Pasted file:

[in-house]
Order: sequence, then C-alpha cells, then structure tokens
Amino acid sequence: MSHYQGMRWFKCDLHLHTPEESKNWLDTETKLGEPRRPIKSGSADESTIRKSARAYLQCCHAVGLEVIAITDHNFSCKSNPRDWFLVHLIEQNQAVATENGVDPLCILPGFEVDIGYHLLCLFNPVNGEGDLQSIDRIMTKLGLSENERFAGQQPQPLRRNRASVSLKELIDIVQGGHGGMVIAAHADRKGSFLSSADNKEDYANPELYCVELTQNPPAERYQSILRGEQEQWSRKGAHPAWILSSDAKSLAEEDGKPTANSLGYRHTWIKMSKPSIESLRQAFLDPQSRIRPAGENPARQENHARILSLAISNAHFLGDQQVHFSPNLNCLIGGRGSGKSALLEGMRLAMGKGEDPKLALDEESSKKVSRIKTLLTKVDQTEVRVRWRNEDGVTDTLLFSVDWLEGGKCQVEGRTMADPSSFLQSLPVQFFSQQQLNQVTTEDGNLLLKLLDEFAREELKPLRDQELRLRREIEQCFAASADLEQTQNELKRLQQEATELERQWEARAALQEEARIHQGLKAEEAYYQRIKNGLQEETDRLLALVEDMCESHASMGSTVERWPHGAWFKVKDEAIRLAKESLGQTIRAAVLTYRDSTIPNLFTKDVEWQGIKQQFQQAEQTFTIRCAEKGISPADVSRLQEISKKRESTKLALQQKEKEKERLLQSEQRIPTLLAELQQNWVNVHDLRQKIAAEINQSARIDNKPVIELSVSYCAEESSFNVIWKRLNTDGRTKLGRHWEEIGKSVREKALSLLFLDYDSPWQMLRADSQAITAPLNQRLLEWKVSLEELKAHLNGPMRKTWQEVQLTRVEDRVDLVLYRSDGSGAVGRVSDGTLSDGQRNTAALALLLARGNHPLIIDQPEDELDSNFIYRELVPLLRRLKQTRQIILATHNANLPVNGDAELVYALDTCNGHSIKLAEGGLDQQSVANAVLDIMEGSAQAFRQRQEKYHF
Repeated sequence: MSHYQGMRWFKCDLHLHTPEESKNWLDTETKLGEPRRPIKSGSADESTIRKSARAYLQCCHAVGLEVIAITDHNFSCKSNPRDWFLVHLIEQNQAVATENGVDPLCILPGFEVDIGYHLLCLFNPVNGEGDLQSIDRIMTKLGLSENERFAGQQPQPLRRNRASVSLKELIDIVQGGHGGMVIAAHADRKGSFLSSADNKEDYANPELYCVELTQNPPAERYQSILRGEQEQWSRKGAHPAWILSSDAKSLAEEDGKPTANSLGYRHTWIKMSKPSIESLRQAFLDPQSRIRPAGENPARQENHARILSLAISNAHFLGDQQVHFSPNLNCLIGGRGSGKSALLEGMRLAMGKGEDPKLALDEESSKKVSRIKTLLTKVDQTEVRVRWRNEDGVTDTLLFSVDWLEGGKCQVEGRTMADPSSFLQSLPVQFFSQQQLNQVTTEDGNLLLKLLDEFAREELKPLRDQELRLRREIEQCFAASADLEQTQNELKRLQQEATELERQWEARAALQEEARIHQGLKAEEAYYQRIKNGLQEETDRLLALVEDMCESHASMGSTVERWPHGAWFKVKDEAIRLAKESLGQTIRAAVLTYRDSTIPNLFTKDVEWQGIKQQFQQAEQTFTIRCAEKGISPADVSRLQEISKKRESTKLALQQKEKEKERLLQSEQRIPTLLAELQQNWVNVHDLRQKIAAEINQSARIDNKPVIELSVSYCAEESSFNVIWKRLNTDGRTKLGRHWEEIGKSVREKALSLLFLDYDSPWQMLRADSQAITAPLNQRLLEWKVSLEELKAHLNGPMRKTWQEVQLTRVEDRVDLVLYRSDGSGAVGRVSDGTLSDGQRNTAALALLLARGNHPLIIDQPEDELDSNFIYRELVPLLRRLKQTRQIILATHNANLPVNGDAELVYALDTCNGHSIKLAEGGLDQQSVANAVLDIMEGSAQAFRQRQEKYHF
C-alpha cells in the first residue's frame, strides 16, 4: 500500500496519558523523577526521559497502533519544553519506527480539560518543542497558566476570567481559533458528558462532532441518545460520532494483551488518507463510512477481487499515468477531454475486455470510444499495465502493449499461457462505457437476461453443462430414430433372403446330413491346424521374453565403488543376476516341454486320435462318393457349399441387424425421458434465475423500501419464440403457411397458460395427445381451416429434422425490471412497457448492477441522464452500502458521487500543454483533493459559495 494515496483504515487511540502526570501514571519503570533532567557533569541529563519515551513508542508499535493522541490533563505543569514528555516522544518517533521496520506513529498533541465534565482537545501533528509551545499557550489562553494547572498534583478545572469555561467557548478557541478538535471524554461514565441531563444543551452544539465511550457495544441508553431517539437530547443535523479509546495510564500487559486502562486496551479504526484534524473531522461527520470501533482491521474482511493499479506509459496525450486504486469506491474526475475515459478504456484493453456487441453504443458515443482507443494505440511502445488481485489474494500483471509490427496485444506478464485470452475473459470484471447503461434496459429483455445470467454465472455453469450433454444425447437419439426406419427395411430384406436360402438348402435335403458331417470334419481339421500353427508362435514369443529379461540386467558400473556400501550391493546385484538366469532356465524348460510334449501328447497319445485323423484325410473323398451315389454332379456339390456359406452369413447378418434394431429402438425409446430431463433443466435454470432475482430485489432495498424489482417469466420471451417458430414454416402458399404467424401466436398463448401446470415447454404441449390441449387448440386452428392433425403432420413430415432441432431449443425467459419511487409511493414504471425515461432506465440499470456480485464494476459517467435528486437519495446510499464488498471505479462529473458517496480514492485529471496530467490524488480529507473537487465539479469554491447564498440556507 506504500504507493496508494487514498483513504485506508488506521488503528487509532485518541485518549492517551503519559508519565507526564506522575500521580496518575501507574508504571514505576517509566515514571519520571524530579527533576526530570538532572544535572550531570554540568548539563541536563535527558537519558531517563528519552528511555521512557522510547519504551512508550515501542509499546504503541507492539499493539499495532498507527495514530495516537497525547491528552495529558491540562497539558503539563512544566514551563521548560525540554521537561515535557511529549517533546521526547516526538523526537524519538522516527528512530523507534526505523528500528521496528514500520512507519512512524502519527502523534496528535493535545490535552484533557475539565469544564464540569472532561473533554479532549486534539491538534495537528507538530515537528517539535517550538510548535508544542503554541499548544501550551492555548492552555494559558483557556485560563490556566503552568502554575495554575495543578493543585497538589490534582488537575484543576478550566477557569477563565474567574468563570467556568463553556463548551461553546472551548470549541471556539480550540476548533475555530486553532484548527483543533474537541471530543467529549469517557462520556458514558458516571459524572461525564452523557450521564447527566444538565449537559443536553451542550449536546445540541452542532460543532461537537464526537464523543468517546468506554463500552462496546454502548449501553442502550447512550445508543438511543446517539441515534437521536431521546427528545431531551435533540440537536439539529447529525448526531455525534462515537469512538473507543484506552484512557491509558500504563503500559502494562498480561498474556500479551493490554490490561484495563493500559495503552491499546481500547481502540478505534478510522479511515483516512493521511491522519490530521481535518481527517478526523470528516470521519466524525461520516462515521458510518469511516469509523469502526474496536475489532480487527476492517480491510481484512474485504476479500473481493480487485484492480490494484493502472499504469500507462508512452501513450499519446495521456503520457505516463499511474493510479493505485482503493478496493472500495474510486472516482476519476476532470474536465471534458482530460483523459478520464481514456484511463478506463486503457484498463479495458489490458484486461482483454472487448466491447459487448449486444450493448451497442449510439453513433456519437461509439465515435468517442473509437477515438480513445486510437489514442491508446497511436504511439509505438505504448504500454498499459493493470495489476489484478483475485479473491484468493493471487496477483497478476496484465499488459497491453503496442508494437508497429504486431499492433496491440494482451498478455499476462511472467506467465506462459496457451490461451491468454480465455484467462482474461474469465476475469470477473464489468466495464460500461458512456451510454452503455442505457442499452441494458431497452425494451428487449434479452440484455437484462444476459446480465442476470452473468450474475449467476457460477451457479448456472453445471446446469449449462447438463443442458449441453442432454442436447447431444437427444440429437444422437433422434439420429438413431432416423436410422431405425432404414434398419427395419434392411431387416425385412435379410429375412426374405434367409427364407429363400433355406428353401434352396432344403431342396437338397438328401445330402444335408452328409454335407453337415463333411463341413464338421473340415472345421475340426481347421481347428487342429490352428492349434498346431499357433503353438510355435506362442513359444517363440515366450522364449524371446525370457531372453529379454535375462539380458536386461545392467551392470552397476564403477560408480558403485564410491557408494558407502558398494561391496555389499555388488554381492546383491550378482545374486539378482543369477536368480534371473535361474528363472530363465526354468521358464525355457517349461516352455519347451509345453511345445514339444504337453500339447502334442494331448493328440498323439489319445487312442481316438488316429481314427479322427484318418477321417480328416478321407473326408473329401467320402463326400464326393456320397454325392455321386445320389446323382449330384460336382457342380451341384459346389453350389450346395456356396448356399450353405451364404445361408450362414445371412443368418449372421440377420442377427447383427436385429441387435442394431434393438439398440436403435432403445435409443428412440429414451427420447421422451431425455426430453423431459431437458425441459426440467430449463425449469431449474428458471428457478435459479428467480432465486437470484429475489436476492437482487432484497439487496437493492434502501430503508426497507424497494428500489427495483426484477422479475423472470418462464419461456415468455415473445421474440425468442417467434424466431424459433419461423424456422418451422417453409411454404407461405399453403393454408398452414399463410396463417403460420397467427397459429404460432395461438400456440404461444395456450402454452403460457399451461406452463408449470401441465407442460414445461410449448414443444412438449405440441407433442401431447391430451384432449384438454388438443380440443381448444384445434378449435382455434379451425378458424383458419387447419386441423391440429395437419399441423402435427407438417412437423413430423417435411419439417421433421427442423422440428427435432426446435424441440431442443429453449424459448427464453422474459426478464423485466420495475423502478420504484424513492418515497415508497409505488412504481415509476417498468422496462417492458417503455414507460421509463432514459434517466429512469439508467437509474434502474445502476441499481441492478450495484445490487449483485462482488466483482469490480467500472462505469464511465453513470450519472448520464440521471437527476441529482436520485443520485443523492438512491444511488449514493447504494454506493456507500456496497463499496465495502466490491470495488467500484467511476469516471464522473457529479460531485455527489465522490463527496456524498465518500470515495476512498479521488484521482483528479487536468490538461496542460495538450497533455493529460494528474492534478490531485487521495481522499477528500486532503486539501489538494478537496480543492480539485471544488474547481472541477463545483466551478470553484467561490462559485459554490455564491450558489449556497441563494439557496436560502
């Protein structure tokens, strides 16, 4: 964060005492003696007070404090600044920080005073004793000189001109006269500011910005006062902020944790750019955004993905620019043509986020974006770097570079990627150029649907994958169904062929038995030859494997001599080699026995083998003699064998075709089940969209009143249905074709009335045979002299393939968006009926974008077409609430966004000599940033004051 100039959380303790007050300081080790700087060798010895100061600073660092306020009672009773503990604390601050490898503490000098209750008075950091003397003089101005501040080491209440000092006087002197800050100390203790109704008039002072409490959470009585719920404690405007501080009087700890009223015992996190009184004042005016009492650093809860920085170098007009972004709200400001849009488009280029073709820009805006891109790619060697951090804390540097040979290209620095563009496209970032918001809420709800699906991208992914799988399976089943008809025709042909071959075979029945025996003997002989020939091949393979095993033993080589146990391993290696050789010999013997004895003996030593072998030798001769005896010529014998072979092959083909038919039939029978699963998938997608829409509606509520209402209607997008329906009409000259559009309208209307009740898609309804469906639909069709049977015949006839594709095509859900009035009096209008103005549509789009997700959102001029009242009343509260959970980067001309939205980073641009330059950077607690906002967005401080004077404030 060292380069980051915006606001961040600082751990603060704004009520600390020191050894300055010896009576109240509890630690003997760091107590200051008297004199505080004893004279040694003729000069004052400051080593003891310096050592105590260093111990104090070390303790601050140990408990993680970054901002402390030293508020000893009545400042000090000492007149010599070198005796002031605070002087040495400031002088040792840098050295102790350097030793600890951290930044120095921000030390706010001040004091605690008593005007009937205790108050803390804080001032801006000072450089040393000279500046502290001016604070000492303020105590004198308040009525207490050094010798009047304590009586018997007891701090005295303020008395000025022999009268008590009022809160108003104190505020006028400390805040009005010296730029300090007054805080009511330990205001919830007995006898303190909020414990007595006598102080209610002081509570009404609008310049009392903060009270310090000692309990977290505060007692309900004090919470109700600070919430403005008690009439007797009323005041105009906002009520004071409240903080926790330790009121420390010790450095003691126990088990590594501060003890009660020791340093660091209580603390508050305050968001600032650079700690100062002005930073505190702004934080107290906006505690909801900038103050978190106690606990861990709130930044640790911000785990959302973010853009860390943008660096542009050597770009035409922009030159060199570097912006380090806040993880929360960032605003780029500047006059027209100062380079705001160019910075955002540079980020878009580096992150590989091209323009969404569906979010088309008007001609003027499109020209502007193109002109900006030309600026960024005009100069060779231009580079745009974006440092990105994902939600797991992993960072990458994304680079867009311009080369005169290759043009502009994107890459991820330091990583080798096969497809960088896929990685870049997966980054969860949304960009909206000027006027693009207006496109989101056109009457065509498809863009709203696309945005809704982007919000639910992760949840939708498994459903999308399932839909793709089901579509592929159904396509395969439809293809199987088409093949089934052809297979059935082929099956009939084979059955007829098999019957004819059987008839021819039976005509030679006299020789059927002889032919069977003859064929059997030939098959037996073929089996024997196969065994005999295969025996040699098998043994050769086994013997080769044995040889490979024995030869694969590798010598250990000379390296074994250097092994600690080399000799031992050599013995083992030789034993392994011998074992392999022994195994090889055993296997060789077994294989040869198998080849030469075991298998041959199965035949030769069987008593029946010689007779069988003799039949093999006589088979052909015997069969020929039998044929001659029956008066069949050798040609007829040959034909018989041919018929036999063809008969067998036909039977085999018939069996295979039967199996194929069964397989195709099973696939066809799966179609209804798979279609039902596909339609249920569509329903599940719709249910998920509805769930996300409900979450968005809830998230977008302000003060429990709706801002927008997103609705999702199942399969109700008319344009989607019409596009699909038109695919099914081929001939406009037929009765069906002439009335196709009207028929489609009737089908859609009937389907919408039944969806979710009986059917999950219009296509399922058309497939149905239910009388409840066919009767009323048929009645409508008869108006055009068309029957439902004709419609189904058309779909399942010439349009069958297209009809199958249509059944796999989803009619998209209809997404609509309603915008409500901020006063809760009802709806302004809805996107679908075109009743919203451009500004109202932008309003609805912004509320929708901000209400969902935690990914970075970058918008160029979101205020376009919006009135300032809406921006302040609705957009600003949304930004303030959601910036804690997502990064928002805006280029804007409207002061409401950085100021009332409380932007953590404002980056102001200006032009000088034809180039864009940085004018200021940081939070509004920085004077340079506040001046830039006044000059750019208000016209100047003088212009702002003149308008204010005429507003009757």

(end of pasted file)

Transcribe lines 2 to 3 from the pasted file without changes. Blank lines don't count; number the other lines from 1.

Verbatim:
Order: sequence, then C-alpha cells, then structure tokens
Amino acid sequence: MSHYQGMRWFKCDLHLHTPEESKNWLDTETKLGEPRRPIKSGSADESTIRKSARAYLQCCHAVGLEVIAITDHNFSCKSNPRDWFLVHLIEQNQAVATENGVDPLCILPGFEVDIGYHLLCLFNPVNGEGDLQSIDRIMTKLGLSENERFAGQQPQPLRRNRASVSLKELIDIVQGGHGGMVIAAHADRKGSFLSSADNKEDYANPELYCVELTQNPPAERYQSILRGEQEQWSRKGAHPAWILSSDAKSLAEEDGKPTANSLGYRHTWIKMSKPSIESLRQAFLDPQSRIRPAGENPARQENHARILSLAISNAHFLGDQQVHFSPNLNCLIGGRGSGKSALLEGMRLAMGKGEDPKLALDEESSKKVSRIKTLLTKVDQTEVRVRWRNEDGVTDTLLFSVDWLEGGKCQVEGRTMADPSSFLQSLPVQFFSQQQLNQVTTEDGNLLLKLLDEFAREELKPLRDQELRLRREIEQCFAASADLEQTQNELKRLQQEATELERQWEARAALQEEARIHQGLKAEEAYYQRIKNGLQEETDRLLALVEDMCESHASMGSTVERWPHGAWFKVKDEAIRLAKESLGQTIRAAVLTYRDSTIPNLFTKDVEWQGIKQQFQQAEQTFTIRCAEKGISPADVSRLQEISKKRESTKLALQQKEKEKERLLQSEQRIPTLLAELQQNWVNVHDLRQKIAAEINQSARIDNKPVIELSVSYCAEESSFNVIWKRLNTDGRTKLGRHWEEIGKSVREKALSLLFLDYDSPWQMLRADSQAITAPLNQRLLEWKVSLEELKAHLNGPMRKTWQEVQLTRVEDRVDLVLYRSDGSGAVGRVSDGTLSDGQRNTAALALLLARGNHPLIIDQPEDELDSNFIYRELVPLLRRLKQTRQIILATHNANLPVNGDAELVYALDTCNGHSIKLAEGGLDQQSVANAVLDIMEGSAQAFRQRQEKYHF